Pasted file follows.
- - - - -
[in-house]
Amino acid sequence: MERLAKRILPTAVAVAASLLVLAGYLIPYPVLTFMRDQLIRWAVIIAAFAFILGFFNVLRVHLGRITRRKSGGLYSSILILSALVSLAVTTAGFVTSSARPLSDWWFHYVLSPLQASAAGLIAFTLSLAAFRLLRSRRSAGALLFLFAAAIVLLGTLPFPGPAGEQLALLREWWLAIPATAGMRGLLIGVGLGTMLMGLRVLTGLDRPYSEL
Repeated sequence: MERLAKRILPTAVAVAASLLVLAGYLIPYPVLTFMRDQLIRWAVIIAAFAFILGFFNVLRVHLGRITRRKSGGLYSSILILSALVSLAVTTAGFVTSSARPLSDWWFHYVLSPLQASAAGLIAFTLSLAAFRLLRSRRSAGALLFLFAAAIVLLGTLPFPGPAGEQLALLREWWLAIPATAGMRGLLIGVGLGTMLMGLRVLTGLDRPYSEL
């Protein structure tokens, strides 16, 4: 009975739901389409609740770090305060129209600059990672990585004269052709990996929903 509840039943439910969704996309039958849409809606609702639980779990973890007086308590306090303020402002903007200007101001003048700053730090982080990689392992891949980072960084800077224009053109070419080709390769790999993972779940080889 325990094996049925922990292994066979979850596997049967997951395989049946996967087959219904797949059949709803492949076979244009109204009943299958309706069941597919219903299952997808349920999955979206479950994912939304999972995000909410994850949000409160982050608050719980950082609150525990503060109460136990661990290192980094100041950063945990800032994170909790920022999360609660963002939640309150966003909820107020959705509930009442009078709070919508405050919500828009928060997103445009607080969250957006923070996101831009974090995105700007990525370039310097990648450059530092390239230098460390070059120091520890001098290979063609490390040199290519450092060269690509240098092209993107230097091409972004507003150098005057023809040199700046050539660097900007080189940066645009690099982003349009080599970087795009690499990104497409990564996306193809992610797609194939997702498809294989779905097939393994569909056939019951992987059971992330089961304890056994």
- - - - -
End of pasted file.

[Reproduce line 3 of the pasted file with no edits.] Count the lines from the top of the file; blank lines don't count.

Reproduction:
Repeated sequence: MERLAKRILPTAVAVAASLLVLAGYLIPYPVLTFMRDQLIRWAVIIAAFAFILGFFNVLRVHLGRITRRKSGGLYSSILILSALVSLAVTTAGFVTSSARPLSDWWFHYVLSPLQASAAGLIAFTLSLAAFRLLRSRRSAGALLFLFAAAIVLLGTLPFPGPAGEQLALLREWWLAIPATAGMRGLLIGVGLGTMLMGLRVLTGLDRPYSEL